UDI comes with one configuration file while Modena came with three. The three Modena configuration files where used based off of the environment the OSD Setup Wizard was running from. There was one configuration file for XP, one for WinPE, and one used while started from either Vista or Windows 7. The only difference between these configuration files were the preflight checks that were run in each environment. If these checks were run from an environment that they were not intended to run from they may return an error and an end user may not be able to move forward from the preflight page of the wizard. However, because UDI now has a wrapper around the OSD Setup Wizard which checks which environment the wizard is running in and based on that environment strips out the unneeded preflight checks, we have been able to get the OSD Setup Wizard down to 1 configuration file. What happens if you want multiple configuration files? I will go over that later in a later post.
With Modena, after you installed the Modena components you would need to copy the given bits to their source directory and setup all of the Configuration Manager packages manually. After this was done you would need to import the task sequence into your Configuration Manager console and associate the appropriate package to each of the steps missing a package. One of the nice things about integrating with MDT is when you want to use the UDI template you simply need to right click on the task sequence node of the console and select “Create Microsoft Deployment Task Sequence”.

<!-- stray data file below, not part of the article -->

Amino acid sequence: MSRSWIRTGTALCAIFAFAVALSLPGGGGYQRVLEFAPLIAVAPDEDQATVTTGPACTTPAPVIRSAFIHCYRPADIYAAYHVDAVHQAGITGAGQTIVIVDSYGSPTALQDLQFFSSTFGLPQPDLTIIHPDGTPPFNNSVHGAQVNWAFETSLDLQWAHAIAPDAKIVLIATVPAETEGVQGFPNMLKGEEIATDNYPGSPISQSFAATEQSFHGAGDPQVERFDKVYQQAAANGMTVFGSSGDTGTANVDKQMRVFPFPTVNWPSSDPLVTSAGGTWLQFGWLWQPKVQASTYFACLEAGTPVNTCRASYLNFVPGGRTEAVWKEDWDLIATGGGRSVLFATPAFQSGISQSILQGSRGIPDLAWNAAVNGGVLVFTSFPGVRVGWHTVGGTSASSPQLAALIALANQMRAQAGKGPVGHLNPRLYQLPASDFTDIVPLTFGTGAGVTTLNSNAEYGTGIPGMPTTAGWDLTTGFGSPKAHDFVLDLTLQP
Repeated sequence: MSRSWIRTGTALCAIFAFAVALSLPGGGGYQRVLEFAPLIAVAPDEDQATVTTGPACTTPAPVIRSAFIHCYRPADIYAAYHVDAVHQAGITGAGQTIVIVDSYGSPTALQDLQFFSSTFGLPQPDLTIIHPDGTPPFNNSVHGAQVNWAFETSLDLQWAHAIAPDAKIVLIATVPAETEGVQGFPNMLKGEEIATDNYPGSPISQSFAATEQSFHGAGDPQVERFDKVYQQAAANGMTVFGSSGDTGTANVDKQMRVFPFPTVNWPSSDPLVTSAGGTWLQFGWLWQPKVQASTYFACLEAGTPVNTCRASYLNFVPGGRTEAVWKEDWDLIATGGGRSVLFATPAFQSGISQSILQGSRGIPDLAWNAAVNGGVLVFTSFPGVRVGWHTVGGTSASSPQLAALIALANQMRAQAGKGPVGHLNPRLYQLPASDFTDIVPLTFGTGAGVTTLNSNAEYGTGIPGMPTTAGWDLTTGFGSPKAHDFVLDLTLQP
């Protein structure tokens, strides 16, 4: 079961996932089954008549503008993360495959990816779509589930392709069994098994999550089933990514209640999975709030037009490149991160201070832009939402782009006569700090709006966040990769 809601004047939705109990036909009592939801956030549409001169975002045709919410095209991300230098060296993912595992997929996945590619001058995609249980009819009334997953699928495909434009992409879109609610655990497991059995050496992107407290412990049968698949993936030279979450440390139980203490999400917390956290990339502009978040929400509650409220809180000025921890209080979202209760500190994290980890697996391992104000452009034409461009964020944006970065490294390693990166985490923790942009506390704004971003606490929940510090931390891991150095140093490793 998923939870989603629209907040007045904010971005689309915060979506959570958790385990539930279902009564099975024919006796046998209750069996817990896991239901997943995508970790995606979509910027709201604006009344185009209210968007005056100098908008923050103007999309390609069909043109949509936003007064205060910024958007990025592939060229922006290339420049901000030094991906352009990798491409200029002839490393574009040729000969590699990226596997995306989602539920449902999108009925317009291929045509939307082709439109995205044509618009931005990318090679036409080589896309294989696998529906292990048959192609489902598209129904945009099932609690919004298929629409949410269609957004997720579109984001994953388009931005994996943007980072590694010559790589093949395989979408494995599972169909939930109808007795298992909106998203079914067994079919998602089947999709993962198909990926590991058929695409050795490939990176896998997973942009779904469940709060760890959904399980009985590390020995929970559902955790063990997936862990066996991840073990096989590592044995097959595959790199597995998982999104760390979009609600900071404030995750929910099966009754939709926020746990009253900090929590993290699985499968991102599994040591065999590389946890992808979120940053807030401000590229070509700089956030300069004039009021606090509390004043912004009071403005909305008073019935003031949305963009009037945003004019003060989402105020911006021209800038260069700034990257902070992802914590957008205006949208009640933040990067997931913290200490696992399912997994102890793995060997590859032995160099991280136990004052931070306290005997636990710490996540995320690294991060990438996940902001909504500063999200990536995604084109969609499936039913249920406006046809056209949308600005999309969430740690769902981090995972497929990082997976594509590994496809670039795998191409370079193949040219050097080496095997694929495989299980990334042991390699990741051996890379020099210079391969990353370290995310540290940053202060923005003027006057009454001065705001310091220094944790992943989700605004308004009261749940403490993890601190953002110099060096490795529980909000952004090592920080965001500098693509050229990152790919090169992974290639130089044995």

Now select “User Driven Installation Task Sequence” from among the templates:
Now you will be walked through a wizard for creating your task sequence. As part of this process the wizard will ask you if you have existing install image package, SCCM Client Package, boot image package, MDT toolkit package, USMT package, and MDT settings package. If you do not have existing packages then you can specify information such as a name and the package source in order to have the package created for you as part of the process (including copying the bits to the source directory). This will happen after confirming your selections from the wizard. Don’t forget that once the packages are created you still must associate these packages to at least one distribution point to be usable as part of the task sequence. Now if you would like to customize your task sequence you just need to edit it from the task sequence node and make your changes. This makes for a better administrator experience as you will not have to edit the task sequence and then associate each of the requisite packages to each of the steps requiring those packages.
As nice as it was to have a UI for modifying and creating your configuration files there were a number of things that we would have liked to have done for the previous release of the Designer, but there simply wasn’t enough time as is normally the case. We added a lot of validation checks around the designer. For example when you add an image index to the designer it now validates whether that image index was already added and gives you a prompt. This is just one of many examples of the validation that has been added to the Designer. There is no longer a Blogs page, but when we RTW we plan to add help links into the designer where the blogs page was. Overall the designer still has the same look and feel as it did previously just with a bit more logic behind it.